When Anastasia—Dee to everyone alive, now—found out she was three months pregnant, her first reaction was panic.
It was funny. After all this time running for the Cylons, Dee hadn't thought she had any panic left in her. Guess she was wrong about that. But really, it was the Cylons that were the problem: what person could bring a child into this? Roslin—and Billy, too, the ache and guilt from his death were probably never going to go away—were so focused on the need to reproduce, the need to perpetuate the species, but if this hell were all the human race had to look forward to, better it end sooner than later. To create a child in a world of fear and pain and loss, that was just cruel.
The doc gave her a list of dos and don'ts. It was a lot shorter than it would have been back in the colonies; there weren't any prenatal vitamins left, their food choices were severely limited, and lightening her stress-load wasn't possible. About the only thing he could do was tell her to cut out alcohol, and she'd never been much of a drinker anyway.
"Thanks," she said ironically. "Anything else?"
The doc shook her head. "I'll see you in a couple weeks, let me know if anything strange happens. We weren't equipped to be an OB clinic even before we sent half our equipment and meds down to the surface."
"Right," she said. "Two weeks." She nodded goodbye, and headed out the hatch. She'd gone a few corridors lost in thought before realizing that she was on her way to the bridge. All that time hovering there during their escape had drilled it into her. It was the middle of her sleep cycle, but she'd been feeling weird for a while and hadn't wanted to take time from her bridge shifts to go. And she was so keyed up waiting for the Cylons to find them and attack that she hadn't felt like sleeping, anyway.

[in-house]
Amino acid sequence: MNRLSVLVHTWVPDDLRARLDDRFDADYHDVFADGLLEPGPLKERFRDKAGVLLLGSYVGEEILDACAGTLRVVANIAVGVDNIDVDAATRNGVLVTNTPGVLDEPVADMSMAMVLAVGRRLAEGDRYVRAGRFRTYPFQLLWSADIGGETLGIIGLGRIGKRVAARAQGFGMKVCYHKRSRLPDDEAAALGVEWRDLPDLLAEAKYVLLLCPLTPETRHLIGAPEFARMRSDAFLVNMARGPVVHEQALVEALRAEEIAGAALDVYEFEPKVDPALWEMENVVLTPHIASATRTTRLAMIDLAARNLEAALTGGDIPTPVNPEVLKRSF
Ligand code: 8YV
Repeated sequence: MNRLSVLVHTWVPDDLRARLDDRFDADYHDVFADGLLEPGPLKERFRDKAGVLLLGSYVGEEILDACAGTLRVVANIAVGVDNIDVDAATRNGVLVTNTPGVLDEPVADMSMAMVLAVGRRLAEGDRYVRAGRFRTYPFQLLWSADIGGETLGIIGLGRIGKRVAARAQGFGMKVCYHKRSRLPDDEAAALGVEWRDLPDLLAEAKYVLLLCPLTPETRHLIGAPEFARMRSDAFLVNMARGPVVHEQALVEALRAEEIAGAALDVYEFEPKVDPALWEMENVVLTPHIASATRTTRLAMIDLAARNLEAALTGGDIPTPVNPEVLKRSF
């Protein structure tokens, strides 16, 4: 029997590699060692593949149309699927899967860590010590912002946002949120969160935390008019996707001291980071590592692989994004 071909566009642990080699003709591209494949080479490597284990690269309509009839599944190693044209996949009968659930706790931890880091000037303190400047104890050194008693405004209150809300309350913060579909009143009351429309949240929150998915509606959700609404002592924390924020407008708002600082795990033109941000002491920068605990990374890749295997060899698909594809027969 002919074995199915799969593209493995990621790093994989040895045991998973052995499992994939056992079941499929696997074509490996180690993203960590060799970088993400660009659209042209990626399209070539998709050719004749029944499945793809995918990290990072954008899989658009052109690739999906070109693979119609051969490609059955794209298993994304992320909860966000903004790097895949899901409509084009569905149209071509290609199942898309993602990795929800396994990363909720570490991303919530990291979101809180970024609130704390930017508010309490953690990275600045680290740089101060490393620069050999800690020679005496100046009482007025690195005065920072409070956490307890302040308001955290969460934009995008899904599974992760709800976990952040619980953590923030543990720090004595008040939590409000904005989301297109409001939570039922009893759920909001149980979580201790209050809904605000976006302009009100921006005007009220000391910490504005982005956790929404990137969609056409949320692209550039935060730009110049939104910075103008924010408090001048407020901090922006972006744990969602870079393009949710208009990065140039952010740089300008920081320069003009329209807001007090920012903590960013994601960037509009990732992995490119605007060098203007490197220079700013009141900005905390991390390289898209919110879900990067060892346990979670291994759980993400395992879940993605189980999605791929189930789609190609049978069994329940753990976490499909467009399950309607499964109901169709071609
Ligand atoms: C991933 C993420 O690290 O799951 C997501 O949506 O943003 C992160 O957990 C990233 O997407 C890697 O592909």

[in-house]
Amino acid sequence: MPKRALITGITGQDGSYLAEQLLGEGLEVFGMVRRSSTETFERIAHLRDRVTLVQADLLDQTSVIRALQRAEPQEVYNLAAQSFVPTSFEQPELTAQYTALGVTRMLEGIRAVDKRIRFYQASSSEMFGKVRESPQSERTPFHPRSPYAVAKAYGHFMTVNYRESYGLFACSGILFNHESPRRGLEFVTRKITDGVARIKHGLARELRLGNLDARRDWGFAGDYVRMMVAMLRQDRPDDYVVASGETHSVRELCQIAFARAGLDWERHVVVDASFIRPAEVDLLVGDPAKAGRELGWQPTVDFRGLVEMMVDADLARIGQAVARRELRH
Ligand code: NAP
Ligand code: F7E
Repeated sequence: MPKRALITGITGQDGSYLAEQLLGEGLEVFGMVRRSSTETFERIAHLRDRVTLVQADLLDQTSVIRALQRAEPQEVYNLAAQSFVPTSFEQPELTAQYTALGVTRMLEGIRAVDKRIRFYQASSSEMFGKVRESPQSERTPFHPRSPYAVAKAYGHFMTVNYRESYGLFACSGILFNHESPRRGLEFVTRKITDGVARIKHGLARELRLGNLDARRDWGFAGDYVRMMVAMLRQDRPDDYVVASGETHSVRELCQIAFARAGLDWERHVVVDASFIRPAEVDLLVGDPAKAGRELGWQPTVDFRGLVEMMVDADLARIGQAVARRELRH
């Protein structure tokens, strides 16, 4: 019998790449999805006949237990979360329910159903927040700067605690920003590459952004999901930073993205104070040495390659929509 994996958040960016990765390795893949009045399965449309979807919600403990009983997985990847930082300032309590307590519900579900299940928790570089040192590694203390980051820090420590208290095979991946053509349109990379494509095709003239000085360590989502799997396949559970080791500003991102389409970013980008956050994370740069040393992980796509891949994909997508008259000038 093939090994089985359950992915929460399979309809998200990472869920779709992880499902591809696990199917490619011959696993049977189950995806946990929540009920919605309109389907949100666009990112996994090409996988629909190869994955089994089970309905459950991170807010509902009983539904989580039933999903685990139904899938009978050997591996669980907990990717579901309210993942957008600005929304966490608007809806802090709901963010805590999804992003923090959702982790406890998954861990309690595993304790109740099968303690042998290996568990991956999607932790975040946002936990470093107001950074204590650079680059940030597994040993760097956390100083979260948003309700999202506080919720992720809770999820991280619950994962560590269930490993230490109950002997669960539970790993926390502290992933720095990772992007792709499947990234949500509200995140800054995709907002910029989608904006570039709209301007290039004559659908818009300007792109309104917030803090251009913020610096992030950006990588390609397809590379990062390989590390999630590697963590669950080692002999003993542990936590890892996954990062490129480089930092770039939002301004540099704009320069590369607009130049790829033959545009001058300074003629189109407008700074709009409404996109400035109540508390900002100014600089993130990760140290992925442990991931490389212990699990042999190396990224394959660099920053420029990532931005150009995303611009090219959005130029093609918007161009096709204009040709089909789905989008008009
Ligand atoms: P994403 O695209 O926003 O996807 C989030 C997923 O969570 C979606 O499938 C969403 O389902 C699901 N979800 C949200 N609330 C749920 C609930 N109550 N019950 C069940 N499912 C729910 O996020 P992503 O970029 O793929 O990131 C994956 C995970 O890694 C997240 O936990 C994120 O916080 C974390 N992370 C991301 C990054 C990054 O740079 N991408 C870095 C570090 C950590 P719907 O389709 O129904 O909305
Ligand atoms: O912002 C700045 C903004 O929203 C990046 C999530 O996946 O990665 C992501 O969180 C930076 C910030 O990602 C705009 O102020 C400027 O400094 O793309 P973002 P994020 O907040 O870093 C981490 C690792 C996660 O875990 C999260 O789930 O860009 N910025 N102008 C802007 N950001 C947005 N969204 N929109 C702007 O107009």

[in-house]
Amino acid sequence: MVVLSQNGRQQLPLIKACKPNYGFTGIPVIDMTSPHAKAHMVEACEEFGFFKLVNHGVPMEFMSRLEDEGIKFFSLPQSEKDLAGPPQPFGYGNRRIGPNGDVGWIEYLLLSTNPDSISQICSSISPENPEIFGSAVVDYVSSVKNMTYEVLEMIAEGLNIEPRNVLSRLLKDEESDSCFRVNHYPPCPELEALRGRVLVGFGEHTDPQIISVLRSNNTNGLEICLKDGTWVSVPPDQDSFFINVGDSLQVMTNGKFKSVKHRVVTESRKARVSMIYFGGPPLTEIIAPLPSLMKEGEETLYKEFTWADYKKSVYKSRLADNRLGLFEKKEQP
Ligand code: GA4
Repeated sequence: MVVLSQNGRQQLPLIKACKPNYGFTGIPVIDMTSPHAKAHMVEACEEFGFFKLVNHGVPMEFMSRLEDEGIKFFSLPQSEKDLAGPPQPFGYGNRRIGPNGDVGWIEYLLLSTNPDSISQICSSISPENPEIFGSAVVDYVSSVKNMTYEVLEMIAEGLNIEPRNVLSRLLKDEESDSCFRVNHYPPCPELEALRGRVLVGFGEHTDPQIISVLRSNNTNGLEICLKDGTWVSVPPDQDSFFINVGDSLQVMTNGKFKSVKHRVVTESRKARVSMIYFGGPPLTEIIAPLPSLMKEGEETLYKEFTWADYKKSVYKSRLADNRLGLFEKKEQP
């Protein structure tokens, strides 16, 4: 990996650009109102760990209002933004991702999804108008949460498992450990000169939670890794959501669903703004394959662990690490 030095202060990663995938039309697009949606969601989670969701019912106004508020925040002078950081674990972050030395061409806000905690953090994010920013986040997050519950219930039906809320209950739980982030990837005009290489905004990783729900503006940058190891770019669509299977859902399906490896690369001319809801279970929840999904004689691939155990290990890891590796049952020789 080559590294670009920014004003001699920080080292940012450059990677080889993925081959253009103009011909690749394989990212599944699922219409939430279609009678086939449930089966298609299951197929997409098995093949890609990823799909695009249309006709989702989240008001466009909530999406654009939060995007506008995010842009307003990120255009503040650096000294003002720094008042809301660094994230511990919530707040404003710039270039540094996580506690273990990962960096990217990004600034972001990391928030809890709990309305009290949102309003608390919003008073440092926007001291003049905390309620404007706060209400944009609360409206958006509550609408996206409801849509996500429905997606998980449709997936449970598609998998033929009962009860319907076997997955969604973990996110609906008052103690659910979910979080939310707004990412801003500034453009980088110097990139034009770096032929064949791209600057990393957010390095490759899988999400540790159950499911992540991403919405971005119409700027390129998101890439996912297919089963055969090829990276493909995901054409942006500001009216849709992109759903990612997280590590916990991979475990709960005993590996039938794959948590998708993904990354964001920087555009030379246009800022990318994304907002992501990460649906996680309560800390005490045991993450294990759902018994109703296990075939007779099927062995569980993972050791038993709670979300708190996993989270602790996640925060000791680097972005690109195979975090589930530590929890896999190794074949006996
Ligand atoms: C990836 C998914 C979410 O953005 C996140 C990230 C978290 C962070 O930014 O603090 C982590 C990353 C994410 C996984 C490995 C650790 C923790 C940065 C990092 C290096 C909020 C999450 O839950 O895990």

What the hell. She was halfway there, anyway. She walked through the glass doors to the shiny, efficient space, missing Galactica's grime and character. "Anything interesting, Lieutenant Hoshi?" she asked.
"No, Sir," he said, face carefully neutral. He didn't say her rank because no one, herself included, was quite sure what that was at the moment. "No Cylon contacts. Two Vipers in Galactica's CAP almost collided with one another."
There were muffled snickers around the bridge, and Dee shot a glare around. It wasn't anyone's fault Galactica's pilots were having problems; too many of them were nuggets and there weren't many experienced officers left to provide guidance and leadership. Pegasus had relatively few holes; most of the crew had chosen not to go down to New Caprica. "Anything else?"
Hoshi shrugged. "Not unless you want to go over the numbers for ordnance manufacturing."
"Not right now, Mister Hoshi," Dee said. She looked around, at all the crewmembers carefully not looking at her, and realized she'd become what she'd hated as a bridge bunny: senior officers who interrupted and got in the way just because they were bored. "Carry on."
She had to at least try to sleep, so she headed back to her quarters and stripped for bed. Once under the covers she closed her eyes and took slow, deep breaths, trying to calm her mind.
If it had been any other time, Dee would have thought about ending it. Well. Thought more seriously, at any rate. With the prohibition of abortion, Cottle wouldn't do it, but there were others in the Fleet who would. But the Cylons had found New Caprica the week before, and the Fleet jumped away and abandoned the people on the ground, and Lee had been on the surface to deliver meds for Kara Thrace's husband. Dee wanted to believe he was alive, but only the gods knew. It was about the worst possible time to have a child, but.
Dee didn't want to limit her options. Maybe later. She still had a month or two before it started getting noticeable.
That was the thing: if anyone suspected, if the Admiral found out … she could imagine killing Bill Adama's only chance at a grandchild, but she couldn't imagine him knowing about it. He had strong feelings about family. Dee came from Sagittaron. She understood.